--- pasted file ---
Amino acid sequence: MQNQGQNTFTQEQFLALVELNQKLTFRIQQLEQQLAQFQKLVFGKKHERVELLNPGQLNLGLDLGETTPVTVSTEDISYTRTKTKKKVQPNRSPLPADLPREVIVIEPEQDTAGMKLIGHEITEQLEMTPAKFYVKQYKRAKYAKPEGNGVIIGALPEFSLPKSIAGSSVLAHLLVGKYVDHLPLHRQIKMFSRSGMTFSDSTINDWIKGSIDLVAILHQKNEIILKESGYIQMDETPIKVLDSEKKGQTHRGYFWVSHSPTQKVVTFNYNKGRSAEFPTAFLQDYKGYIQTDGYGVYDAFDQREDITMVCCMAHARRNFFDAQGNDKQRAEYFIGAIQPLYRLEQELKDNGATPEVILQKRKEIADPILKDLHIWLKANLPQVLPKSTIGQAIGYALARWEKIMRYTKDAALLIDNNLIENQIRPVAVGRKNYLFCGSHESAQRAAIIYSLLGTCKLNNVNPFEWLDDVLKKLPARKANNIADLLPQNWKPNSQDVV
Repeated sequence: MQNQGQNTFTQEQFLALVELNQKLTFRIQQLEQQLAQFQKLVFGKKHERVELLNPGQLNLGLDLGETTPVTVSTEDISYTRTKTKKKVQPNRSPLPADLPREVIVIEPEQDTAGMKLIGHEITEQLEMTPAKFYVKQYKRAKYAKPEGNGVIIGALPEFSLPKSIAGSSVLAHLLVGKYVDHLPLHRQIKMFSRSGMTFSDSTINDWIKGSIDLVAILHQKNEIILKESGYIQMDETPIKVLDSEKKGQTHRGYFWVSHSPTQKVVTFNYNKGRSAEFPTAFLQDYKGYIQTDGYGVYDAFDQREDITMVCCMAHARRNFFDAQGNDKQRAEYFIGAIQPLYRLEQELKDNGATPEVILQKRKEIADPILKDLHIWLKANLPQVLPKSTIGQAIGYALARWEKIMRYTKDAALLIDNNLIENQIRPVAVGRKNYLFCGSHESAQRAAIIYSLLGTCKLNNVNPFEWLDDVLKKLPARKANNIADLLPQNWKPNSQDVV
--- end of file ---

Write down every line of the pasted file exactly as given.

Amino acid sequence: MQNQGQNTFTQEQFLALVELNQKLTFRIQQLEQQLAQFQKLVFGKKHERVELLNPGQLNLGLDLGETTPVTVSTEDISYTRTKTKKKVQPNRSPLPADLPREVIVIEPEQDTAGMKLIGHEITEQLEMTPAKFYVKQYKRAKYAKPEGNGVIIGALPEFSLPKSIAGSSVLAHLLVGKYVDHLPLHRQIKMFSRSGMTFSDSTINDWIKGSIDLVAILHQKNEIILKESGYIQMDETPIKVLDSEKKGQTHRGYFWVSHSPTQKVVTFNYNKGRSAEFPTAFLQDYKGYIQTDGYGVYDAFDQREDITMVCCMAHARRNFFDAQGNDKQRAEYFIGAIQPLYRLEQELKDNGATPEVILQKRKEIADPILKDLHIWLKANLPQVLPKSTIGQAIGYALARWEKIMRYTKDAALLIDNNLIENQIRPVAVGRKNYLFCGSHESAQRAAIIYSLLGTCKLNNVNPFEWLDDVLKKLPARKANNIADLLPQNWKPNSQDVV
Repeated sequence: MQNQGQNTFTQEQFLALVELNQKLTFRIQQLEQQLAQFQKLVFGKKHERVELLNPGQLNLGLDLGETTPVTVSTEDISYTRTKTKKKVQPNRSPLPADLPREVIVIEPEQDTAGMKLIGHEITEQLEMTPAKFYVKQYKRAKYAKPEGNGVIIGALPEFSLPKSIAGSSVLAHLLVGKYVDHLPLHRQIKMFSRSGMTFSDSTINDWIKGSIDLVAILHQKNEIILKESGYIQMDETPIKVLDSEKKGQTHRGYFWVSHSPTQKVVTFNYNKGRSAEFPTAFLQDYKGYIQTDGYGVYDAFDQREDITMVCCMAHARRNFFDAQGNDKQRAEYFIGAIQPLYRLEQELKDNGATPEVILQKRKEIADPILKDLHIWLKANLPQVLPKSTIGQAIGYALARWEKIMRYTKDAALLIDNNLIENQIRPVAVGRKNYLFCGSHESAQRAAIIYSLLGTCKLNNVNPFEWLDDVLKKLPARKANNIADLLPQNWKPNSQDVV